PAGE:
Enhanced Website Metrics: Getting a Better Sense of Engagement
April 20, 2015

Many destination marketers anchored their efforts in content marketing and storytelling well before they became trendy marketing terms. The challenge with this type of marketing, however, is that it can be difficult to get a true sense of how well stories are performing. Fortunately, there are low cost measurement tools that can provide a more detailed understanding of website user behavior and enable marketers to optimize and improve their efforts.

The Challenge of Measuring Engagement

As opposed to direct response conversion goals like sign-ups or bookings, content marketing is measured on information consumption. Standard website metrics, like page views, bounce rate and time on site, work well for transactional conversion funnels, but are often insufficient to accurately determine what people are viewing or reading. For instance, the bounce rate metric (traditionally the number of visitors taking any action on a page divided by total visitors), offers little insight into whether or not visitors absorbed any of the content on a page. A visitor who leaves the page immediately is counted the same way as a visitor who read a two-page article and left without clicking anything on the page. Similarly, the time on site metric in Google Analytics assigns bounced visits with “0:00” time on site. In order to overcome these data challenges, there are enhanced web analytics measurement tools available that provide deeper insights for content marketers.

Scroll Tracking Example

One such tool, which Brand USA has recently implemented, is page scroll tracking. This software allows for the precise measurement of how far users navigate down web pages. Scroll tracking not only measures how far a user went down a web page, but also the time it took to do so. Layering these two data points together allows for greater insight into whether users are actually reading content or doing a quick, cursory scroll down the page. Segmentation enhances these insights and can provide results specific to groups such as mobile visitors, traffic from a specific advertising campaign and more.

 

Figure 1

      How far down the webpage did users scroll?
  Page Views Bounce Rate 25% 50% 75% 100%
Page A 3,000 63% 40% 34% 28% 13%
Page B 2,980 66% 84% 80% 71% 18%

 

Figure 1 provides an example of just how beneficial this information can be. The table details scroll tracking results of two web pages with similar page length, but different content. By relying on bounce rate as the key measure of performance, Page A looks to be a slightly more effective page. The scroll tracking data, however, indicates that Page B does a much better job of encouraging users to read more of the content. The vast majority (80 percent) of Page B visitors made it half way down the page, as opposed to only 34 percent of Page A visitors. Layering on additional context is essential, however, as content quality is not the only factor in consumption rates; traffic sources can vary greatly in the quality of users delivered. Analyzing scroll tracking by traffic source can therefore help optimize targeting and make advertising activities more cost efficient.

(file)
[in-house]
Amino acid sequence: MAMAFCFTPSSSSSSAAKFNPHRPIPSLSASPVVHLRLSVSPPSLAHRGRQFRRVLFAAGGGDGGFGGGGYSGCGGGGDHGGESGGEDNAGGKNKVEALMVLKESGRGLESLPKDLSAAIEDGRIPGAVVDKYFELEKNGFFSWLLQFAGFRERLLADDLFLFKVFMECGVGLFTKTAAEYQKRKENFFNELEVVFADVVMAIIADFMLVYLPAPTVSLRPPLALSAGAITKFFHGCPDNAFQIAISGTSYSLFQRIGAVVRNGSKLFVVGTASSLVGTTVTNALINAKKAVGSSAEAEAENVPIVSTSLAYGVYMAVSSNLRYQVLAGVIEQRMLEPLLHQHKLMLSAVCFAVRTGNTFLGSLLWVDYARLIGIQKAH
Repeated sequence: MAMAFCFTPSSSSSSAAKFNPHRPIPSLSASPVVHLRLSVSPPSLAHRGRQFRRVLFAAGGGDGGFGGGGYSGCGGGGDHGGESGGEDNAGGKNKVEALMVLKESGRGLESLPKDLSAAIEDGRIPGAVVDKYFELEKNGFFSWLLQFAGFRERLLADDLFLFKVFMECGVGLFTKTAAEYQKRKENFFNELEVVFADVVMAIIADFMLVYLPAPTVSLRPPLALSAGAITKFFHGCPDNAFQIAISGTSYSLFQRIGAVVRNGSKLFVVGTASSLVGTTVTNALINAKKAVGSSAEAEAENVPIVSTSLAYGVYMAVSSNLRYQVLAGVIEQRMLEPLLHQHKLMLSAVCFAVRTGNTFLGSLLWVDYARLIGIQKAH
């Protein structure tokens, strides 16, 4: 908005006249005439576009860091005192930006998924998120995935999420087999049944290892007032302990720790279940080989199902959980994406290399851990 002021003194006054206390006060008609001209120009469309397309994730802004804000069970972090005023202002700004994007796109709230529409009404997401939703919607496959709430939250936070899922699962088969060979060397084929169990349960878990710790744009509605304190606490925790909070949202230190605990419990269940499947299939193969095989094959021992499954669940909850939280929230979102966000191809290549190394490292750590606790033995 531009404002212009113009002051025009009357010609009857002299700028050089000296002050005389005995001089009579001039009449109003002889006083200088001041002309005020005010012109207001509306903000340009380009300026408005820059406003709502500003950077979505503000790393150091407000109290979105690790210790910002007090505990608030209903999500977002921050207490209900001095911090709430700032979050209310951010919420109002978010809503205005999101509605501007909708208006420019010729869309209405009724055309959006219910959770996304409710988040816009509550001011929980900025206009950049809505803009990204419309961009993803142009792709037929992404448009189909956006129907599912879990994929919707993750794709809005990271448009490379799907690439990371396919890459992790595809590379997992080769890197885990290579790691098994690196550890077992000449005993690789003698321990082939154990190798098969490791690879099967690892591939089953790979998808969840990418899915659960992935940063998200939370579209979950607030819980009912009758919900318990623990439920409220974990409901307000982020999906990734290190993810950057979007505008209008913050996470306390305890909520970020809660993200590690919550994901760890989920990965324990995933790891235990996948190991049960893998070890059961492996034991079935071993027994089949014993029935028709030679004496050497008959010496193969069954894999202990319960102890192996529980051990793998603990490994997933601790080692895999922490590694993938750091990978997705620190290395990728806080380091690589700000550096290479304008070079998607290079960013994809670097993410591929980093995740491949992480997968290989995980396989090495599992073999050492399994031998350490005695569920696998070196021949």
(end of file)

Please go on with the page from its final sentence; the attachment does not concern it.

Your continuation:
In addition to scroll tracking, heat map and visit playback software offer additional insights into website user behavior. Heat map software creates a visual representation of all the mouse movements of website visitors. This capability is helpful when evaluating which section of a webpage is gaining most of the attention. If understanding the detailed behavior of individual users rather than the overall trend is more appropriate, then visit playback software can be a helpful solution. The software allows you to view a recording of individual user visit, capturing every mouse movement and click. Seeing a website through the eyes of the consumer can reveal a number of important things, including design flaws and opportunities for enhancement.